[Note: This post originally appeared on my Poe blog in 2009. However, I thought that a look at his October 7, 1849 death--one of the great mysteries of American literature--was also Strange Company-worthy.]
How did Edgar Allan Poe die?
I haven't the slightest idea. And neither do you. All of the usual suspects--delirium tremens, rabies (you'd think they'd figure Poe was rabid enough already,) brain tumor, syphilis, meningitis, tuberculosis, accidental poisoning, suicide, or (pace John Evangelist Walsh) a beating at the hands of robbers/emissaries of scorned women/crazed would-be brothers-in-law (take your pick)--are, for various reasons, uncertain or unconvincing. And while the "cooping" scenario has a certain Poesque quality that I'm sure would have delighted him, I think it's safe to put that one out of the running altogether. One can understand how good old George W. Eveleth came to the conclusion that the story we're told of Poe's demise was so nonsensical, it could not have happened at all.
It is an ironic blow to history that most of our information about Poe's death comes from Dr. John J. Moran, the resident physician of the hospital where the poet breathed his last. From the very start, Dr. Moran (I keep having the urge to type "Dr. Moron," but that would not be kind) evidently told different versions of the end of his most famous patient to different people. His descriptions took on increasingly baroque details as time went on, to the point that, by the time he published a booklet about Poe and hit the lecture circuit, the good doctor had made himself a public laughingstock. A letter he wrote to Maria Clemm in November 1849 has been used as the basis of all theorizing about Poe's last days. However, Moran was so unreliable (and, as even this early letter shows,) so intoxicated by the reflected glory he felt he gained from being a part of Poe's tragic end, that I would not trust him if he stated that rain was wet.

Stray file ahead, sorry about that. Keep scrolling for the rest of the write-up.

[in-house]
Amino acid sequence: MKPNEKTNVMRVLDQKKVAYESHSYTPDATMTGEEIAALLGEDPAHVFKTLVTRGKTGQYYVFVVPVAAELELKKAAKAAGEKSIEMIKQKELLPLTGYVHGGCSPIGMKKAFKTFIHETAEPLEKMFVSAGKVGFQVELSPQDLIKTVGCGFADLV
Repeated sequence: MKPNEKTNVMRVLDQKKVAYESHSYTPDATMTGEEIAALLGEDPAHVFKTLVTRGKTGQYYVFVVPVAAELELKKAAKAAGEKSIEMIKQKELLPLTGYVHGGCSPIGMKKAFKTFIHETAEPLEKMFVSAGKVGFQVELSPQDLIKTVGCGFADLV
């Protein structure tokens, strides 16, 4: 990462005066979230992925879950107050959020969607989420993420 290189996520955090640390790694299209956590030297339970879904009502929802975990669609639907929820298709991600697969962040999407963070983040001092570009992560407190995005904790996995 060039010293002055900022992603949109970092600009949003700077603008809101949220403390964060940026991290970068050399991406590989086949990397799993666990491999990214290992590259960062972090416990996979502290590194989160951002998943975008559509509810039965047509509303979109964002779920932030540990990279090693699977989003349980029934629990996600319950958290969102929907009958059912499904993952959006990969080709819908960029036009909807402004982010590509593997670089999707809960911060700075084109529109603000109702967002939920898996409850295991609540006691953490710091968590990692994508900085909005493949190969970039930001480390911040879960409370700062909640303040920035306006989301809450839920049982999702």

The nineteenth-century Poe biographer Eugene Didier claimed that Poe's attending physician was a Dr. William M. Cullen (or Cullan,) not Moran, and that Dr. Cullen flatly contradicted everything Moran said about the poet's end. Michael Powell, a modern-day researcher into Poe's death, was also of the opinion that Moran never knew anything first-hand about the poet's demise. Moran's letter to Mrs. Clemm might be said to bear all this out. He gives no cause of death, stating only, "presuming you are already aware of the malady of which Mr. Poe died..." This could be interpreted as implying Moran wasn't sure himself what "the malady" was. He claimed the details he gave about Poe's death came from "the record of his case"--a record no one else from that day to this has ever seen. His reliance on this possibly mythical "record" again argues against Moran having any personal knowledge about Poe. Moran's claim that Poe's last words were "Lord help my poor soul," sounds like someone quoting the final speech of the lead villain in a third-rate Victorian stage melodrama. And the part about Poe spending his last night calling repeatedly for "one Reynolds" is simply lunatic. (It's interesting that Moran afterwards dropped that part altogether.) And, of course, all the details Moran provided Mrs. Clemm found themselves, shall we say, "evolving" over time, which implies that the doctor never had a solid account of Poe's death to begin with. I see no reason to trust Moran's first story any more than his millionth.